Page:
Help would be appreciated trying to identify all the characters in these pictures. The National Archive at Kew proved unhelpful. Where are records of those serving in the Royal Flying Corps and Royal Air Force kept?

 

World War 1914-1918 The Centenary Commemorations begin on the BBC

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As a boy my grandfather would tell me stories of his time on the Western Front during the First World War and how it transferred to the Royal Flying Corps and trained as a fighter pilot. It was a pleasure therefore to introduce him to the audience of BBC South Today at the start of a year long commemoration of the 1914-1918 war.

My own interest is shifting from amateu historian and research sleuth in relation to my grandfather’s rather unusual story – he startef out in the Durham Light Infantry, was transferred to the Machine Gun Corps … and at one stage was asked if he’d like to join the Tank Corps. Then right at the end of 1917 having survived the Third Battle of Ypres, known as Passchendaele, his papers came through and he spent 1918 training to be a pilot, starting in Hastings where he got military training, morse code and topography.

To support my interest I am taking a Masters degree in First World War studies at the university of Birmingham.

RAF Hastings 1918

WWI Post Card D Flight 3 Squadron RAF Hastings June 1918

RAF Cadets, 1918, Military Training, Hastings

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RAF Cadets, The Queen’s Hotel, Hastings, 1918

RFC Cadets June or July 1918 Hastings

Royal Air Force – Military Training – Hastings 1918

Military Training & the beach – Hastings June 1918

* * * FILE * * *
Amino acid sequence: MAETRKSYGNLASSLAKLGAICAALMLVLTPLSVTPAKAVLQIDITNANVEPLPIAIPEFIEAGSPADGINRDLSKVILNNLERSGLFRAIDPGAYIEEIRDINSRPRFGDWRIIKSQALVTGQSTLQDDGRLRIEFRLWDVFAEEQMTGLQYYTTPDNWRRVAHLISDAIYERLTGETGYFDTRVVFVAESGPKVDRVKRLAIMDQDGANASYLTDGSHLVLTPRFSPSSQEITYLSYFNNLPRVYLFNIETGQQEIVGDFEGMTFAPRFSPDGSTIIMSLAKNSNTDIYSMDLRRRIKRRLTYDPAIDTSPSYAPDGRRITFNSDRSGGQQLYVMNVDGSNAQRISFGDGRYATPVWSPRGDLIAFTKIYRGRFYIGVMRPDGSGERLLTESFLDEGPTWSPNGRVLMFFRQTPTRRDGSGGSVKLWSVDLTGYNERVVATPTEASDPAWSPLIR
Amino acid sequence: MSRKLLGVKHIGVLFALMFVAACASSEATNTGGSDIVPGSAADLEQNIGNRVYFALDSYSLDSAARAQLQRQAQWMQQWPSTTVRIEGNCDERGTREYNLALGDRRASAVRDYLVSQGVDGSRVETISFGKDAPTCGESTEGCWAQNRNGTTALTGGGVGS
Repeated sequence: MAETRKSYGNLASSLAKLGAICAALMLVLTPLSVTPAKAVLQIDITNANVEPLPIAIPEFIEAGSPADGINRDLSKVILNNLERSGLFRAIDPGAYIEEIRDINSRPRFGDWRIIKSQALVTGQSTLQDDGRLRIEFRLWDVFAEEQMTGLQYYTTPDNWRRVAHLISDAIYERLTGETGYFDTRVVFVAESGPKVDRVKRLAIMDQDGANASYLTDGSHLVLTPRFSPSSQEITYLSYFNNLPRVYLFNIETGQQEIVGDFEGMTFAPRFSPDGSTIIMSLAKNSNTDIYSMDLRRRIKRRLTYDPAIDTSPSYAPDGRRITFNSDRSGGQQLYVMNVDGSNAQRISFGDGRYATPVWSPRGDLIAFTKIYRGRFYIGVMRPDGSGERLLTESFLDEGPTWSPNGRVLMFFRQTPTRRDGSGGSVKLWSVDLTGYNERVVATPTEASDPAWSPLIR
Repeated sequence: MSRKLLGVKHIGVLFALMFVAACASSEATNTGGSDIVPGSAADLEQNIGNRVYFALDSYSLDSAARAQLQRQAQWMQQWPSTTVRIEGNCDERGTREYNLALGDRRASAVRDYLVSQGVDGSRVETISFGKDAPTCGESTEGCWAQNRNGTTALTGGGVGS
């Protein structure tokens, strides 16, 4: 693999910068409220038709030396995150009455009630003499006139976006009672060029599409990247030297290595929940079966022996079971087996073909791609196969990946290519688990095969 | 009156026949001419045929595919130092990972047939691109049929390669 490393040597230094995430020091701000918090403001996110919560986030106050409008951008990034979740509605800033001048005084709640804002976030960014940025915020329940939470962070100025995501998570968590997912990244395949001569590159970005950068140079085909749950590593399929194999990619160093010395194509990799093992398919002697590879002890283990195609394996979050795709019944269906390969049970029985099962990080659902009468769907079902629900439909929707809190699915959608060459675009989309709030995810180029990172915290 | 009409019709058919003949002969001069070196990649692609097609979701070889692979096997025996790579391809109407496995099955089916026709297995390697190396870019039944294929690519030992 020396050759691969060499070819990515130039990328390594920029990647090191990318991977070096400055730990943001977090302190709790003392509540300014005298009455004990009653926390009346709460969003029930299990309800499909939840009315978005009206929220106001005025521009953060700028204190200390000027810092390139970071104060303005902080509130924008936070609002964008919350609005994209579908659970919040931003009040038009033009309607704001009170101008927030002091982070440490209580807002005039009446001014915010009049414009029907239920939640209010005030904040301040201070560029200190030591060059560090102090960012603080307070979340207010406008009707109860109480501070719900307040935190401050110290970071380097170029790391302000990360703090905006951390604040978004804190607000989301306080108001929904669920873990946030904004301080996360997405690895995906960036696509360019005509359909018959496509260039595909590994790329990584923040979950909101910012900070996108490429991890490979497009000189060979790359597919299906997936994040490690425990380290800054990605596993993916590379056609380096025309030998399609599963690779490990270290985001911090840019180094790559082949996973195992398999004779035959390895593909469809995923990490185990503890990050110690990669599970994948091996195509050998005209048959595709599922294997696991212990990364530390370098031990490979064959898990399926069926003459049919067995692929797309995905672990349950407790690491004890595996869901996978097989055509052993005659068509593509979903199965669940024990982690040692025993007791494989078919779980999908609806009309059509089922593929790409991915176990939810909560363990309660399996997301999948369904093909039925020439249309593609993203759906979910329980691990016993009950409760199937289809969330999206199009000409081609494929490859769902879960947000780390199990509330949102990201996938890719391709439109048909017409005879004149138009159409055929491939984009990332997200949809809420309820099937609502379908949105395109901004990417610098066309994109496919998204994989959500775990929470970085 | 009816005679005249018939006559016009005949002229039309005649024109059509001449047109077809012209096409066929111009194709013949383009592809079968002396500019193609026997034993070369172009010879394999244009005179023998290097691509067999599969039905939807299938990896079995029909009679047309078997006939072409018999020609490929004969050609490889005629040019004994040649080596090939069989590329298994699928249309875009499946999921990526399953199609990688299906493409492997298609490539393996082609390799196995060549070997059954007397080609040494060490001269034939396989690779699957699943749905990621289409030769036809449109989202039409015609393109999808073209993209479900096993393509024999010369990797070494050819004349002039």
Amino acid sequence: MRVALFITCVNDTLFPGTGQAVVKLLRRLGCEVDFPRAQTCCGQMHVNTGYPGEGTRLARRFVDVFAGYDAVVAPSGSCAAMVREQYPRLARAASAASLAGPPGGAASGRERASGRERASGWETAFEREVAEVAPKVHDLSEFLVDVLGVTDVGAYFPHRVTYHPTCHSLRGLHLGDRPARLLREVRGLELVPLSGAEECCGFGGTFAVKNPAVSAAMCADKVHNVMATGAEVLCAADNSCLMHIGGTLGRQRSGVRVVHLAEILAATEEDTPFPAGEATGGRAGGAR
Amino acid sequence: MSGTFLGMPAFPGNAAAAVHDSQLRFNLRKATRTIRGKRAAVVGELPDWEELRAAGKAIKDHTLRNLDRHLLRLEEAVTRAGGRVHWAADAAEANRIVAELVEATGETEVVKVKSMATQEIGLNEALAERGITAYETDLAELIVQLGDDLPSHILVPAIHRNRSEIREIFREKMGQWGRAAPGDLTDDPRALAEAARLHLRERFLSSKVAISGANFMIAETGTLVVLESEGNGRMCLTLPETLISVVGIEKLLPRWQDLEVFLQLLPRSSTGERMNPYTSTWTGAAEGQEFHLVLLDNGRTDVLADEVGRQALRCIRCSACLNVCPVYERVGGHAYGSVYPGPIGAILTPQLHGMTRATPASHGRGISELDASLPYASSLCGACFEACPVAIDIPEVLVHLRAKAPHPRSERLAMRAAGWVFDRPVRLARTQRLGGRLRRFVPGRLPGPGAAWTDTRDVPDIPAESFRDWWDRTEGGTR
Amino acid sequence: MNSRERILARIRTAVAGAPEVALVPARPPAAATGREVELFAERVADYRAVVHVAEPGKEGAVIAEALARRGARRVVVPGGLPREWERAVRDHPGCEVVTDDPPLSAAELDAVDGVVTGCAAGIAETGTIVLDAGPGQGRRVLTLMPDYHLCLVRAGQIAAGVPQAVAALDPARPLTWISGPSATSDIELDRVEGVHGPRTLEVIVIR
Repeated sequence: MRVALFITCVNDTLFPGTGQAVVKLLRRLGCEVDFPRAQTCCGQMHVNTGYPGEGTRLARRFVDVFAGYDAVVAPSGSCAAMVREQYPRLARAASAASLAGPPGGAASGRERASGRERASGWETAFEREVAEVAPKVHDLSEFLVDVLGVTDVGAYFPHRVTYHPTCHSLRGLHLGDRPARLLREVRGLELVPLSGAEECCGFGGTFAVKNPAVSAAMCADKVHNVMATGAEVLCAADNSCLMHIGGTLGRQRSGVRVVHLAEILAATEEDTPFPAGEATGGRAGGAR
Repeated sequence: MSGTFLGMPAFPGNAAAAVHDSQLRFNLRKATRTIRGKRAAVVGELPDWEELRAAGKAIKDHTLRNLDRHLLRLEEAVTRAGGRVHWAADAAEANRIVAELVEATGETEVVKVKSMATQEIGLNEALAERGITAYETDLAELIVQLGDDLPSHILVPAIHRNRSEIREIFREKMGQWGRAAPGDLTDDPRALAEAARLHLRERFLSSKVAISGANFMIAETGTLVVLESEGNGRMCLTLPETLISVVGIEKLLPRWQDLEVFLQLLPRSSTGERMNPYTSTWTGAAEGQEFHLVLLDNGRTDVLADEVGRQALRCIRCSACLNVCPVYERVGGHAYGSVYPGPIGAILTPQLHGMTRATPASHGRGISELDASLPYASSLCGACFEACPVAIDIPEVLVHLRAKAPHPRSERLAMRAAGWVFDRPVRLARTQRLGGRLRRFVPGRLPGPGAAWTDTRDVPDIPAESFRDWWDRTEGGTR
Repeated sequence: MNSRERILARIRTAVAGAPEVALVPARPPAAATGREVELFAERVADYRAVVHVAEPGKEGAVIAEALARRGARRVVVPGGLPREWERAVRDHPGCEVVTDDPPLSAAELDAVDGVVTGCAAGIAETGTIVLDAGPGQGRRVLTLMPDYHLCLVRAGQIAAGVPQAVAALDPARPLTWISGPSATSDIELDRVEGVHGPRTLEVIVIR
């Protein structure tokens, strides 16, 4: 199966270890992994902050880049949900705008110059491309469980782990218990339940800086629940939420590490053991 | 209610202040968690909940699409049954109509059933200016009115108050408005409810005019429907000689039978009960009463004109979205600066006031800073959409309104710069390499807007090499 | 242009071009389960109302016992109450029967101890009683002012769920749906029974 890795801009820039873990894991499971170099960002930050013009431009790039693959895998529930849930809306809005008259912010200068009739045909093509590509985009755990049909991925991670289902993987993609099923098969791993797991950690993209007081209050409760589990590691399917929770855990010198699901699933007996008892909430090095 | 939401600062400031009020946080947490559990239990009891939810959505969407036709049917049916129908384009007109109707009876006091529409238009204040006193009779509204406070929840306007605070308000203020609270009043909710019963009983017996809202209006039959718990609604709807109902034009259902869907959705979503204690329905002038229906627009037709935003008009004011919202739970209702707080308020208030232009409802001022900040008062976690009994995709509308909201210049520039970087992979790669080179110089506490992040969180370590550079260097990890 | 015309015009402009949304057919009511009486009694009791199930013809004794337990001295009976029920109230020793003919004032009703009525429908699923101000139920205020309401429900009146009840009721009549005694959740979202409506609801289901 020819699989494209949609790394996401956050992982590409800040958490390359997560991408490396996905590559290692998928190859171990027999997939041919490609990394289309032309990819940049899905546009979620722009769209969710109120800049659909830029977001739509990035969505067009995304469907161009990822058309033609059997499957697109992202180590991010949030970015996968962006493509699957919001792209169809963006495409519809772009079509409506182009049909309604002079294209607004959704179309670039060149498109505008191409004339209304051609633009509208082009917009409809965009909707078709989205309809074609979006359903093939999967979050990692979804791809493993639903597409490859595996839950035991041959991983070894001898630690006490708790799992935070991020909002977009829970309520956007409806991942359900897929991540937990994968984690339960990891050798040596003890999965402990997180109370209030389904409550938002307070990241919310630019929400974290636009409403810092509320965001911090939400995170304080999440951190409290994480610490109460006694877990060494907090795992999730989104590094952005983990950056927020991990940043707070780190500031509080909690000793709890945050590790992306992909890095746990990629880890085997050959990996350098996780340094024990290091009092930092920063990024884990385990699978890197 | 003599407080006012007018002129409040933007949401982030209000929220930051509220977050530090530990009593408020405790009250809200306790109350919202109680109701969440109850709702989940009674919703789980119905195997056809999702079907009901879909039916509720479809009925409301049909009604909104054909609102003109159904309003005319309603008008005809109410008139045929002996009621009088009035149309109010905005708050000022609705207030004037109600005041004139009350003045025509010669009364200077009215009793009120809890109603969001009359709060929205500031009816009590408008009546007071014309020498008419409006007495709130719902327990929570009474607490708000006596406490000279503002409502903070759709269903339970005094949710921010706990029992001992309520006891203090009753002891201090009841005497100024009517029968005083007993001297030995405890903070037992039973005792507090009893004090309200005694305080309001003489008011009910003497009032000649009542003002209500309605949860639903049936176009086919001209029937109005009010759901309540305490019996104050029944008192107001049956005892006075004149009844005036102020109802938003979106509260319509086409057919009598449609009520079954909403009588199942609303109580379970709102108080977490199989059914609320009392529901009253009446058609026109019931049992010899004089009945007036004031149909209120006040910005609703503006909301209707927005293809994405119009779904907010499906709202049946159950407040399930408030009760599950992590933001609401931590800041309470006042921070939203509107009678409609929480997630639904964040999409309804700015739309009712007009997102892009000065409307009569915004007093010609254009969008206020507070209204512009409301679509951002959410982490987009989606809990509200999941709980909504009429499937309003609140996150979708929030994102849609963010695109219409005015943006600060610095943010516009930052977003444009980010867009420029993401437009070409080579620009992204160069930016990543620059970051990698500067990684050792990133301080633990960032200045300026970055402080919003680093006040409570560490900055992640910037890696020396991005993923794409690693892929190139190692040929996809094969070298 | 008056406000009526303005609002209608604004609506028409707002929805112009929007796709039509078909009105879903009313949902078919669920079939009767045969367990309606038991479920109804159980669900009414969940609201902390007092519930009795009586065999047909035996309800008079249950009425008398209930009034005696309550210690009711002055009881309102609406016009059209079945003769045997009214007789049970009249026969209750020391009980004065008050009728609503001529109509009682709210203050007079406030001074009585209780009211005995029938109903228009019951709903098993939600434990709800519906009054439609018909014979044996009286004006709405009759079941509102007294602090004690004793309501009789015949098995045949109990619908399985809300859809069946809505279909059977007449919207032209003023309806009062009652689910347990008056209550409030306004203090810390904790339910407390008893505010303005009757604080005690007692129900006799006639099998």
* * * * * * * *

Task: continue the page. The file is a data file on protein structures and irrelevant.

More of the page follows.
From interviews conducted in 1992 with Jack Wilson.

We got general military training at Hastings.

It was old hat to me; I’d done it all with Durham Light Infantry in 1915 and then I had two and a half years on the Front Line. I should have gone straight on to Bristol.

We were taught drill, discipline, military law, aeronautics and gunnery.

RFC Cadets June or July 1918 Hastings

We drilled and exercised in the various parks in Hastings and at low tide we went down onto the beach and put on a drilling display by the pier. Other times we marched along the front, everyone taking their turn to lead the whole squadron.

We used to go on the front and take the whole squadron drilling them.

You had to take your turn. You marched the lads to the lectures we had in front of all the holidaymakers. They put pictures of us in ‘The Hastings and St.Leonards Pictorial Advertiser.’

You got topography, sort of local map reading, and Morse Code. I never forget S.O.S.

As well as holidaymakers there were convalescing soldiers in blue uniforms on the pier; they were looked after by nurses from Old Hastings House

There were fisherwomen laying clothes on the beach to dry and horses turning capstans to bring boats up the beach.

We swam in the sea; I have photographs of that.

RAF Cadets Hastins 7th June 1918

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And I did this lovely ‘sand scratching’ of a Roman Soldier on the beach that could have been viewed from the pier.